I would like to take a moment to remind colleagues of how the formula works and will continue to work. It is a mathematical formula that follows a simple four-step process. The first step in the formula is the initial allocation of seats to the provinces. The electoral quotient is obtained by multiplying the quotient of the last decennial redistribution by the average of the population growth rates of the 10 provinces over the last 10 years.
The 2021 electoral quotient, as established by Elections Canada, is 121,891. This number roughly corresponds to the average riding size across the provinces, although as I mentioned earlier, this does vary considerably, based on the unique circumstances of different jurisdictions across the country. The base number of seats is then obtained by dividing the population of each province by this electoral quotient.
Secondly, the application of special clauses follows. After the initial number of seats per provinces is determined, seat adjustments are made to account for the senatorial clause and the grandfather clause, except that, under our government's proposed legislation, this will become the 2021 grandfather clause, but it works exactly the same way.
The senatorial clause guarantees that each province has no fewer seats in the House of Commons than it has in the Senate. That remains in place. That is obviously important for smaller provinces like mine of New Brunswick.
The 2021 grandfather clause guarantees that each province will have no fewer seats than it had in 2021. This is instead of the 1985 grandfather clause passed during the previous Conservative government of Mr. Mulroney. These rules continue to ensure that our smaller provinces and those with perhaps declining populations continue to be heard in the House of Commons.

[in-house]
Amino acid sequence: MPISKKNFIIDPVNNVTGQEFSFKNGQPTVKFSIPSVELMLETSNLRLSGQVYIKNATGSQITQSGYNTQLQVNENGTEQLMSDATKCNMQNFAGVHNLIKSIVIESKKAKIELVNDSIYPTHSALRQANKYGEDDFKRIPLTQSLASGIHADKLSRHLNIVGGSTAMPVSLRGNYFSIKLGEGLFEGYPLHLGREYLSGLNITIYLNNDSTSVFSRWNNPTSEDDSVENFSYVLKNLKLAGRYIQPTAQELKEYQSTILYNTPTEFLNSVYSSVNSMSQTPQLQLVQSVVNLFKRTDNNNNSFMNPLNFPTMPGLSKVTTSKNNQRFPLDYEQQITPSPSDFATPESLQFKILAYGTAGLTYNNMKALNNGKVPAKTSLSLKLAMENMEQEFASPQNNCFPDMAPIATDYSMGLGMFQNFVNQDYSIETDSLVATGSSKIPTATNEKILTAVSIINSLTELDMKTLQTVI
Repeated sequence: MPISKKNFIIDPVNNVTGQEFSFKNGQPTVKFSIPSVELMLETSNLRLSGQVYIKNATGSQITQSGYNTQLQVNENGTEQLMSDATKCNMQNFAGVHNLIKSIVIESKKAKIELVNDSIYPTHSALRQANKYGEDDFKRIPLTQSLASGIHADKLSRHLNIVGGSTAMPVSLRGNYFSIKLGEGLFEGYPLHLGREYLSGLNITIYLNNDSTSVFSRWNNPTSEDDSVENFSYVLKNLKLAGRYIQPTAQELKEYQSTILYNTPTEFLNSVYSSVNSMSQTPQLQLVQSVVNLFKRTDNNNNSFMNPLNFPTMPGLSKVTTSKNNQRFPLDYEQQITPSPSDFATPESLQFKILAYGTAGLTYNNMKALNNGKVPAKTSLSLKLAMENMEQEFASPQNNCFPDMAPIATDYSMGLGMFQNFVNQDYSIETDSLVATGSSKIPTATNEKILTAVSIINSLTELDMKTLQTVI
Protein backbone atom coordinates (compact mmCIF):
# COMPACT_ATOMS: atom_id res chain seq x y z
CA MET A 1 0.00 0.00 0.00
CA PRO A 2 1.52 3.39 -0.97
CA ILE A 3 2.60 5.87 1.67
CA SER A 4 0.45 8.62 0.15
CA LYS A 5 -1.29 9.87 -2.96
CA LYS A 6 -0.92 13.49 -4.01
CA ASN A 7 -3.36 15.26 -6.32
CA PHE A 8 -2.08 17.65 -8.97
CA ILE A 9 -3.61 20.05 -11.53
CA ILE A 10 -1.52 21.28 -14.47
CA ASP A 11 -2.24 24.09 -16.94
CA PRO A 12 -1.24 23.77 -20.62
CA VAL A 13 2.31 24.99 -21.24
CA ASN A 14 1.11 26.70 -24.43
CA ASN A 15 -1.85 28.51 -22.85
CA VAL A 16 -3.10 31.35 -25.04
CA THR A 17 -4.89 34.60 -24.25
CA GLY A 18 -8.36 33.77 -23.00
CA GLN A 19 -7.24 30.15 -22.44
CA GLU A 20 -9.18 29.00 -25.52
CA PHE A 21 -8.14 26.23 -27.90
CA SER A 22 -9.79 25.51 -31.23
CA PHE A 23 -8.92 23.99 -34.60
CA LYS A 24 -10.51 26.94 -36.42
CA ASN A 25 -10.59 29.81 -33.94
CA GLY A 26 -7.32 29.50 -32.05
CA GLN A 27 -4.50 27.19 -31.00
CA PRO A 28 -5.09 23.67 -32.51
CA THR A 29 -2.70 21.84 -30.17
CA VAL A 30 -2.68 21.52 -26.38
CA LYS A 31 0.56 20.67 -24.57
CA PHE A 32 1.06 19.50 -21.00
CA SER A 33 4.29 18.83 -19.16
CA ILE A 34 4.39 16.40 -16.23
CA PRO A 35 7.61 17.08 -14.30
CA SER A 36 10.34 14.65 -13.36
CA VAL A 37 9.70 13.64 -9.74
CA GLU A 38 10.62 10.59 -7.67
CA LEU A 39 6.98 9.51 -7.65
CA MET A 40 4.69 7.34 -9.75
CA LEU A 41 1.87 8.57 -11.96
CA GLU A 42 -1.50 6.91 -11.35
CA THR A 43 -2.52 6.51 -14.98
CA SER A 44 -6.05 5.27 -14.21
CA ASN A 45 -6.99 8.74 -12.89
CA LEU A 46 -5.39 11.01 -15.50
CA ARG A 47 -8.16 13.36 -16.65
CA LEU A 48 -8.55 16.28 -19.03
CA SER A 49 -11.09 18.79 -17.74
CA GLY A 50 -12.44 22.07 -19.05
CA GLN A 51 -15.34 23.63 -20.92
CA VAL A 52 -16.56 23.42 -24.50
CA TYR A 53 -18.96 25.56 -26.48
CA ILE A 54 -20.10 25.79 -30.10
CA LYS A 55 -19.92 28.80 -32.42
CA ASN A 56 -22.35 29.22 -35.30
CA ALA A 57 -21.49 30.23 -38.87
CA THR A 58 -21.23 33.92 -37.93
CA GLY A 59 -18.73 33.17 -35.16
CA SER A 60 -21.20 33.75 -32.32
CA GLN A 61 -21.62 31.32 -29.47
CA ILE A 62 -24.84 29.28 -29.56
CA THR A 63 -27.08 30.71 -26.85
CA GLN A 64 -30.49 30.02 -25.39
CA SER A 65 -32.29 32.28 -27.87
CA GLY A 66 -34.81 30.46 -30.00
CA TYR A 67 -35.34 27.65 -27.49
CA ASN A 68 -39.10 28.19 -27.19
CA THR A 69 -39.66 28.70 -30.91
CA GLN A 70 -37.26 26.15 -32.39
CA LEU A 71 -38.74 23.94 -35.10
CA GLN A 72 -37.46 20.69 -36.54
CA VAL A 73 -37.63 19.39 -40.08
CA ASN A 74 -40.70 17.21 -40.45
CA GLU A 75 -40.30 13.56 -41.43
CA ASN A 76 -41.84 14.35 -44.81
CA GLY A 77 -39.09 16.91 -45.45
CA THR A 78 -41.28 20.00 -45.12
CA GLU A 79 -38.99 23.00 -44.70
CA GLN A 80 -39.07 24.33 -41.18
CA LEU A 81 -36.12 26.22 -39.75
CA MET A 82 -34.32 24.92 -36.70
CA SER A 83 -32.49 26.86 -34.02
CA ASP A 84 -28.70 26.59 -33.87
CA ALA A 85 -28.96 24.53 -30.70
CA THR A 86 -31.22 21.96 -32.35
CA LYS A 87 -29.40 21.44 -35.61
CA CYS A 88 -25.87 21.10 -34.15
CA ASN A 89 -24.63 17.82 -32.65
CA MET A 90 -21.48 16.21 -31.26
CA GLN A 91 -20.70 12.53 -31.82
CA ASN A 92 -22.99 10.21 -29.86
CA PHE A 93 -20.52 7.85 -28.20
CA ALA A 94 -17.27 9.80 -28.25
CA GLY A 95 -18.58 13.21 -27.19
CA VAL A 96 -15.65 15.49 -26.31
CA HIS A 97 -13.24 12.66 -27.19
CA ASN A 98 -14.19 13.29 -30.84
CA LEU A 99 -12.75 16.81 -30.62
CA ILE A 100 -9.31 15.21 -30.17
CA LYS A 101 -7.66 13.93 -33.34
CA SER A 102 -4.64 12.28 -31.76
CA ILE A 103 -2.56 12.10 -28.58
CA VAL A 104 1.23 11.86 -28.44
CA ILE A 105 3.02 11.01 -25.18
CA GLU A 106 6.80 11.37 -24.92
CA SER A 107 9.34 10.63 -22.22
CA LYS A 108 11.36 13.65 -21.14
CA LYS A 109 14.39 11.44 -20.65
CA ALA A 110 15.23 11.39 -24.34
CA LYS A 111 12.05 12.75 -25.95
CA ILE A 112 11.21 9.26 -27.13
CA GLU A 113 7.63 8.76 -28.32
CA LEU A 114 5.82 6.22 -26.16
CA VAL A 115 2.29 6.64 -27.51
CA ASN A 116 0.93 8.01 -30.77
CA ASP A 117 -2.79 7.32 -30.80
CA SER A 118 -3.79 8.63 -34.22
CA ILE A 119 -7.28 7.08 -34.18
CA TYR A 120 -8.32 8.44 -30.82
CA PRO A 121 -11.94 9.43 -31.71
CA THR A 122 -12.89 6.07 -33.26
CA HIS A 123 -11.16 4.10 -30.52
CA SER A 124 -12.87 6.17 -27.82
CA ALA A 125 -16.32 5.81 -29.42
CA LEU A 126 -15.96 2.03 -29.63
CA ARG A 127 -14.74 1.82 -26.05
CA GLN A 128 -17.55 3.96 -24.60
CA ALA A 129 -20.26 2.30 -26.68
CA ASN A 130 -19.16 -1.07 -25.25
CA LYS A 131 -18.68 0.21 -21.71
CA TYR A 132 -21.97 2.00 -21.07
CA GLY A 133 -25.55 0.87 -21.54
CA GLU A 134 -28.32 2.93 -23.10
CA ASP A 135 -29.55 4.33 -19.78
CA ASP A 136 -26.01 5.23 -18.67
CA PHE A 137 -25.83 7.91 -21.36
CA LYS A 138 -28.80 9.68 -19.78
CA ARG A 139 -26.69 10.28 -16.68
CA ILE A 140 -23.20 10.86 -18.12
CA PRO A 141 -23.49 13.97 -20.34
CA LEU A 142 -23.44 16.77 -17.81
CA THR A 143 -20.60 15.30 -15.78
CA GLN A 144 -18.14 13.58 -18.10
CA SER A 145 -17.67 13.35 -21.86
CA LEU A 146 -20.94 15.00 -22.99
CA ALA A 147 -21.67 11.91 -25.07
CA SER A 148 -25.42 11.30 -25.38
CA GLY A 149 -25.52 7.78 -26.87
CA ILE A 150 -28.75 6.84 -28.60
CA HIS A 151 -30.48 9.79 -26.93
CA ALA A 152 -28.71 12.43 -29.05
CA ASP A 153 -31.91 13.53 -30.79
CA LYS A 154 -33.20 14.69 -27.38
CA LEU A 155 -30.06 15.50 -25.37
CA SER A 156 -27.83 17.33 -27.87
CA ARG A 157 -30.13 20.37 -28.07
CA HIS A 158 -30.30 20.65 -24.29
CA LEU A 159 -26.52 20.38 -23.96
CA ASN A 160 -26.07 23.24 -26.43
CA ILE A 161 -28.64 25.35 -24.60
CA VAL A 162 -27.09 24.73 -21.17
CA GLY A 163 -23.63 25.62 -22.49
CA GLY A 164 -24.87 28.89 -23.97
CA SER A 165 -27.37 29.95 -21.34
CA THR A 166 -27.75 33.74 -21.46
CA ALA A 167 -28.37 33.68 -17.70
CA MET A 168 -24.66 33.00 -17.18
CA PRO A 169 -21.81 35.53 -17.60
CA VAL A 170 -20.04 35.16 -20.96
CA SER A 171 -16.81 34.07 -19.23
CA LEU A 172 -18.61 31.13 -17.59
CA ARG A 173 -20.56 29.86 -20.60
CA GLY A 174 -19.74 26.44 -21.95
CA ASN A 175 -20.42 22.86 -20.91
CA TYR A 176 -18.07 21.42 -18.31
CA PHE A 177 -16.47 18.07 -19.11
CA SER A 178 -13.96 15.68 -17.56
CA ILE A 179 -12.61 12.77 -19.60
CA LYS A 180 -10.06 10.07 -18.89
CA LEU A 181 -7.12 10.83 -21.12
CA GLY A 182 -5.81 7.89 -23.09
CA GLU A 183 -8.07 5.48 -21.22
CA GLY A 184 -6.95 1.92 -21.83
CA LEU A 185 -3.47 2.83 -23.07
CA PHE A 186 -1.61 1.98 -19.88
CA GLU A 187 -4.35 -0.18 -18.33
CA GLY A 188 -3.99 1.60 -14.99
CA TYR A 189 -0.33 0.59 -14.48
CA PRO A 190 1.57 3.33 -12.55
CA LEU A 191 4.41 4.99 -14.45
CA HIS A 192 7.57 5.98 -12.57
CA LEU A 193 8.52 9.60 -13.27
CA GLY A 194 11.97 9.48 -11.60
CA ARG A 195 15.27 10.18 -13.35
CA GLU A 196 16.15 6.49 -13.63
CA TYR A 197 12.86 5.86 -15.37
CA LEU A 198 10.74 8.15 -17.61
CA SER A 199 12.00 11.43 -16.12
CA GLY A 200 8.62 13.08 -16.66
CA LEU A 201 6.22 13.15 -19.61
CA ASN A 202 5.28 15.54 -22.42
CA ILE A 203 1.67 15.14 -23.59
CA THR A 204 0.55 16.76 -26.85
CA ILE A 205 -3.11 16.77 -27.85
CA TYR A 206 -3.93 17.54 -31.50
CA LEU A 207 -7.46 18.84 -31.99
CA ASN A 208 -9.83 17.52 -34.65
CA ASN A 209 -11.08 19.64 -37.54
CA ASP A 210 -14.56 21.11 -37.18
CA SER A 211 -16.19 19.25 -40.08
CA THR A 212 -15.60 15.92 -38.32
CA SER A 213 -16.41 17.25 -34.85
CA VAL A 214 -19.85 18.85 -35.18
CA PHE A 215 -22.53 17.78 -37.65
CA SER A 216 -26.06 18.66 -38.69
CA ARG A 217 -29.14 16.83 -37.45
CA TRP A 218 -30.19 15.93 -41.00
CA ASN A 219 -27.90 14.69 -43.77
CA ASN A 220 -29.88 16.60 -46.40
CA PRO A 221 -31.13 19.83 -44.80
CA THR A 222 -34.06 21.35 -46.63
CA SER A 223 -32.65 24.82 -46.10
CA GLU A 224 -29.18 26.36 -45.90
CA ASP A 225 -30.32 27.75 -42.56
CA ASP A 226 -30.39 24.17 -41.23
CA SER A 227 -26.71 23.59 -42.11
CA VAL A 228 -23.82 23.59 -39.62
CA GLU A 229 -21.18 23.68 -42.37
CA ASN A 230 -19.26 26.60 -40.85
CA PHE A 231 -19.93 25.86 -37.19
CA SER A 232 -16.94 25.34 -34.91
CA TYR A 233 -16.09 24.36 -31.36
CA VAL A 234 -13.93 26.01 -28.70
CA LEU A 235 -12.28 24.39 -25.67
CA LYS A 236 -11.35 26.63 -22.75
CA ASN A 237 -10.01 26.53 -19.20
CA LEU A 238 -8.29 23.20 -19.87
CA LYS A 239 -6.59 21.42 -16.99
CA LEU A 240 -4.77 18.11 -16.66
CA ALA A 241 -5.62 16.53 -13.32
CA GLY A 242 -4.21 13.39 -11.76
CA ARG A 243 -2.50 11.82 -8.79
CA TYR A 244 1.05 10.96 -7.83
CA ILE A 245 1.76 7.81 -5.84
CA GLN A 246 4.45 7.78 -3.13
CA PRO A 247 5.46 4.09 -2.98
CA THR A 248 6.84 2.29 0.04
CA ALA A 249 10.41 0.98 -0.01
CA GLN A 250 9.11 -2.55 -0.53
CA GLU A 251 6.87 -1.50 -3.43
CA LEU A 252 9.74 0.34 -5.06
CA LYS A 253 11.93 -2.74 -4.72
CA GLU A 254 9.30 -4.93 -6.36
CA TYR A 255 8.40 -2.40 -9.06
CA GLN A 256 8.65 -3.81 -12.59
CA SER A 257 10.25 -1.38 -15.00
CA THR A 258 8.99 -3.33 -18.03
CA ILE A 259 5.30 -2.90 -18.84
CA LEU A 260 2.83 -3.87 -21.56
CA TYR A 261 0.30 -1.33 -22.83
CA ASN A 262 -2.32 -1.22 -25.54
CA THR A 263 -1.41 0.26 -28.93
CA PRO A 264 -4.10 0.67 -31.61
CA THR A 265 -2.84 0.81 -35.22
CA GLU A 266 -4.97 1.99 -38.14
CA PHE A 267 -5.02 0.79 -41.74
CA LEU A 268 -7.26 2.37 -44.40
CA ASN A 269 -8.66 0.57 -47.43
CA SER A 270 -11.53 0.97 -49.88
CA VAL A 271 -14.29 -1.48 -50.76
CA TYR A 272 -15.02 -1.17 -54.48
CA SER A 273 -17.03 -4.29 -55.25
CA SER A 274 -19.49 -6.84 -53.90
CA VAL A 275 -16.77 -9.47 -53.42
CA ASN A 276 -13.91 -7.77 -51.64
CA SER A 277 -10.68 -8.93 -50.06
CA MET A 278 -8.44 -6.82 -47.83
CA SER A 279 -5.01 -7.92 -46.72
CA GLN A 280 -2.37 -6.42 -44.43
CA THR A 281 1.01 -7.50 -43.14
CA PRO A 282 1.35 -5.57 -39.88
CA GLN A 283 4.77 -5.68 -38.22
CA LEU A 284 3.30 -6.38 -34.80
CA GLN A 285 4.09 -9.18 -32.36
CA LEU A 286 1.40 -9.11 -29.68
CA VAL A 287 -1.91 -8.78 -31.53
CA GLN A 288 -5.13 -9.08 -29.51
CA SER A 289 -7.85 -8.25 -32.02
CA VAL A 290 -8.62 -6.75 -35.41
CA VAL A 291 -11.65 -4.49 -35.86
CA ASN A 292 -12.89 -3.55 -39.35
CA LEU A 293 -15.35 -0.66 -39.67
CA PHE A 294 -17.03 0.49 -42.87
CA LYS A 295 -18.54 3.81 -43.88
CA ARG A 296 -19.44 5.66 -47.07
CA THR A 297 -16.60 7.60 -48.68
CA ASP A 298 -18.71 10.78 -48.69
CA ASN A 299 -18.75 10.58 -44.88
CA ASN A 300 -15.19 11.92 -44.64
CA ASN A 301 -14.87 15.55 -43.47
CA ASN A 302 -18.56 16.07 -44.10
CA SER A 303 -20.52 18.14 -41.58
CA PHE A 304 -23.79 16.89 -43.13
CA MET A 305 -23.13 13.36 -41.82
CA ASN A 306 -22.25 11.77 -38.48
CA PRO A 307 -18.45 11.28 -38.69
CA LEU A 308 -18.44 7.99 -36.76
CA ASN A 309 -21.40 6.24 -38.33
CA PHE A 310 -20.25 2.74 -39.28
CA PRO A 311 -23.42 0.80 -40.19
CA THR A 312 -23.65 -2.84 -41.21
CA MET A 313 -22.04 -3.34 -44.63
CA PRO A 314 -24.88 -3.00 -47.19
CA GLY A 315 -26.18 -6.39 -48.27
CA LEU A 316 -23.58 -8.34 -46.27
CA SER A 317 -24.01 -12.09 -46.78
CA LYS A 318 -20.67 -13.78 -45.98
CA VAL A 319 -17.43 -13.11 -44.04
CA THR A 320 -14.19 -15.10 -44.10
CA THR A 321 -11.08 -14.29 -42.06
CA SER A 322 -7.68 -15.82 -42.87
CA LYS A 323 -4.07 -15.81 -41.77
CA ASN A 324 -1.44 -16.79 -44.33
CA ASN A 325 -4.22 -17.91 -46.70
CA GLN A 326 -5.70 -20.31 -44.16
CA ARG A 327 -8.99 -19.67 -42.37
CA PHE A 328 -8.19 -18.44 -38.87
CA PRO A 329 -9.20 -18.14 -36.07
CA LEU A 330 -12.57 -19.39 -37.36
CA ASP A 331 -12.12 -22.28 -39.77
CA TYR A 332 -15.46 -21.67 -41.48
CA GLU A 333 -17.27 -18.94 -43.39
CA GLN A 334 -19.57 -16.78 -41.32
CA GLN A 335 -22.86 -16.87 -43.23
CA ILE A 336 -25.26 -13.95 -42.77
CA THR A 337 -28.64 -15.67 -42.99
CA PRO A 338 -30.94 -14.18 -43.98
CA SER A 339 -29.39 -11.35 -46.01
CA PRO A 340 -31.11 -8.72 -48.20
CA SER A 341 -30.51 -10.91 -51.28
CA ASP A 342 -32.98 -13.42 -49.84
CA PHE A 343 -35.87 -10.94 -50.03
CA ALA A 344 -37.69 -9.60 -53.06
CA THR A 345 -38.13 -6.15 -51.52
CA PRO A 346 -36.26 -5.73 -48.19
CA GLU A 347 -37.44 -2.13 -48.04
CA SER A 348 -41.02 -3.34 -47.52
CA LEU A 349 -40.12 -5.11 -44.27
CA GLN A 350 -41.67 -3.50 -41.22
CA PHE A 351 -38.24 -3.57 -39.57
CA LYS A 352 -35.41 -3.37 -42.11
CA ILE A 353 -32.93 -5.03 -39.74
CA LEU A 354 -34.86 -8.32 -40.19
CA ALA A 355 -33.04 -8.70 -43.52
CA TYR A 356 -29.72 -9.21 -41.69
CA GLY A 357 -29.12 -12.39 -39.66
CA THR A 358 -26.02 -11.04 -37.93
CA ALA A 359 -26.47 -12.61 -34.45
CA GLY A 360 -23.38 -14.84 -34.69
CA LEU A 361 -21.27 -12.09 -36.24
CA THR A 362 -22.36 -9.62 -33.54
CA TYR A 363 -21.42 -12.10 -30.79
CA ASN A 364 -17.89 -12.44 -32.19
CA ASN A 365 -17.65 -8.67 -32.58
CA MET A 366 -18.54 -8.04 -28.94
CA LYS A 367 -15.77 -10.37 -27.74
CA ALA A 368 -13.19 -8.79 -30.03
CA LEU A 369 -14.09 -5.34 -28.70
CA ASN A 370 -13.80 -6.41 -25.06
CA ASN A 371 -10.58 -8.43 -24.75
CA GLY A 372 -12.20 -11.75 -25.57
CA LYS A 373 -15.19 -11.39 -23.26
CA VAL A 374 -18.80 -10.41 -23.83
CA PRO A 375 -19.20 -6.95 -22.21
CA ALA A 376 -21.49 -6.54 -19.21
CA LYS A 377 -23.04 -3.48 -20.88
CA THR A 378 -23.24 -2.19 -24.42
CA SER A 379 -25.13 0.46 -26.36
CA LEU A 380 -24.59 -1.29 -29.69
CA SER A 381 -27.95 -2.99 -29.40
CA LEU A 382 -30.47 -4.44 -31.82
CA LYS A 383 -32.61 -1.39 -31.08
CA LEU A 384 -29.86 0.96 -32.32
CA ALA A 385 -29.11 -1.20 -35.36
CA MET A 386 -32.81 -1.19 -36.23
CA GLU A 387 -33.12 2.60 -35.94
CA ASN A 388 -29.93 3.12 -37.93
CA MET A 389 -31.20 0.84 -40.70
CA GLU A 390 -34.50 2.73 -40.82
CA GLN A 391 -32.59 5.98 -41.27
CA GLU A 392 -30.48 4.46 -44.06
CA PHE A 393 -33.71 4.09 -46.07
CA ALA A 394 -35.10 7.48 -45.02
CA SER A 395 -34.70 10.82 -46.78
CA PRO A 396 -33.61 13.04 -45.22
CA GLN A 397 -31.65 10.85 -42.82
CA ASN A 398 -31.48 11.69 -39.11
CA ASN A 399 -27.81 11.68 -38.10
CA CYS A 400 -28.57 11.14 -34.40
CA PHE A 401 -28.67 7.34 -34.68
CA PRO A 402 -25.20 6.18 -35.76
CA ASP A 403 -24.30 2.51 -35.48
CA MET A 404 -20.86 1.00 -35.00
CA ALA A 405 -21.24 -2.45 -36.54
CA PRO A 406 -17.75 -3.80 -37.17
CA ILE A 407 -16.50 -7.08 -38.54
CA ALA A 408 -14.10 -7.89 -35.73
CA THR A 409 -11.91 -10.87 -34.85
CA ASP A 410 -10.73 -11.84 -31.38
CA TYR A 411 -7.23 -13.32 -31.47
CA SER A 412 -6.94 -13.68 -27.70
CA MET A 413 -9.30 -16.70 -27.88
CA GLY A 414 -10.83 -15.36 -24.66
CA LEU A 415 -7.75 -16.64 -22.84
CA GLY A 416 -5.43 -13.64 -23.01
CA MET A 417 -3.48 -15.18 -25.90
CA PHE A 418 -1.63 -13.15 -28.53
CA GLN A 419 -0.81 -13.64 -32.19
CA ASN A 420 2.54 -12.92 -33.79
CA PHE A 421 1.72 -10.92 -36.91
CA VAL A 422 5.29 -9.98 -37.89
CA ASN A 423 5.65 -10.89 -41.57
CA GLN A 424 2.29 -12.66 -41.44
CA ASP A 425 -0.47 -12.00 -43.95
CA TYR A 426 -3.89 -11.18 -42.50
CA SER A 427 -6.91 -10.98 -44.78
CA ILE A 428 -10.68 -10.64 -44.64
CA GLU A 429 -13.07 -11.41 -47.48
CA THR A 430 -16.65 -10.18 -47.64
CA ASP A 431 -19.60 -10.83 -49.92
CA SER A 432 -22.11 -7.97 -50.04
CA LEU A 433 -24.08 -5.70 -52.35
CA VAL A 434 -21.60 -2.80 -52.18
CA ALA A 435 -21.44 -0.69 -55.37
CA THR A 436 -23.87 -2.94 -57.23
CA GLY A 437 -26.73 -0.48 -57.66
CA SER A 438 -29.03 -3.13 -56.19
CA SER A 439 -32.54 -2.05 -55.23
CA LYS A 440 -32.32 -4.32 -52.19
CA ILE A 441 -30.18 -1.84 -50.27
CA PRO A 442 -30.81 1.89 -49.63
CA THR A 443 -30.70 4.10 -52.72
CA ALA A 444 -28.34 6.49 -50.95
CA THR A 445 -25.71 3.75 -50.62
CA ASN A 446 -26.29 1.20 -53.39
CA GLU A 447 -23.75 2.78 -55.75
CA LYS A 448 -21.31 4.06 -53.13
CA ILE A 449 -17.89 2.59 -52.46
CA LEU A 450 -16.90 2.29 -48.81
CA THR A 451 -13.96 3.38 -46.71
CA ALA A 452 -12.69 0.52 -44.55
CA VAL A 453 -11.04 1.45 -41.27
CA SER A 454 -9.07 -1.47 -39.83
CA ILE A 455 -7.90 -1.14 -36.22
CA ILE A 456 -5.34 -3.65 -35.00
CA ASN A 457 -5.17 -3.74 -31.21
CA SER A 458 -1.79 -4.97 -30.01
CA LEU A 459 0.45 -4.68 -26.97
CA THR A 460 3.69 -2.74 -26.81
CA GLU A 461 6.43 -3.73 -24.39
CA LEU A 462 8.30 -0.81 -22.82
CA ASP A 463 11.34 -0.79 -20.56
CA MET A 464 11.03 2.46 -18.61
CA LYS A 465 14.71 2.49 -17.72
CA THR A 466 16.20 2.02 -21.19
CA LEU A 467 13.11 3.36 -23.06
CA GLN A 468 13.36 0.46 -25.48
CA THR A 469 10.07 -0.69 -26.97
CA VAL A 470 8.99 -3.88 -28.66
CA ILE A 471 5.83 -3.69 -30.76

The third step in the formula includes the application of the representation rule. The representation rule applies to a province whose population was overrepresented in the House of Commons, relative to its share of the national population at the completion of the previous redistribution process. If a province were to lose its overrepresentation in the House of Commons, relative to its share of the national population, then it is given extra seats to ensure it remains overrepresented in the House.
Quebec is the only province that has benefited from this rule in the past. With our government's amendment in place, Quebec would preserve its seat count at 78. With Quebec at 78 seats, its share of seats in the House would remain higher than its share of national population and the representation rule would not apply.
Once the special clauses and the representation rules are applied, the number of seats in each province is then determined. Finally, three seats are allocated to the territories. This is the final step in allocating the total number of seats in the House of Commons.
Once the number of seats in the House of Commons has been determined, then the process of redrawing the electoral boundaries within each province begins, and this year it is no different.
Electoral boundaries are redrawn in each province in accordance with the Electoral Boundaries Readjustment Act. Most importantly, the act establishes independent, non-partisan electoral boundaries commissions to redistribute and adjust federal electoral ridings in Canada
The act very clearly defines the roles and responsibilities of these commissions as well as the redistribution process and the criteria the commissions must meet. To ensure neutrality, all timelines and activities are predetermined and transparent. In addition, riding redistribution was set on a 10-year cycle to mitigate the possibility of parties adjusting boundaries to obtain a political advantage.
I would like to make clear that the independence of these commissions is a fundamental element of the electoral boundaries readjustment process. For this reason, the provincial chief justices are responsible for appointing a chairperson for each commission, while the Speaker of the House of Commons, with the advice of Elections Canada, is responsible for independently appointing two other members for each three-person commission in every one of the provinces.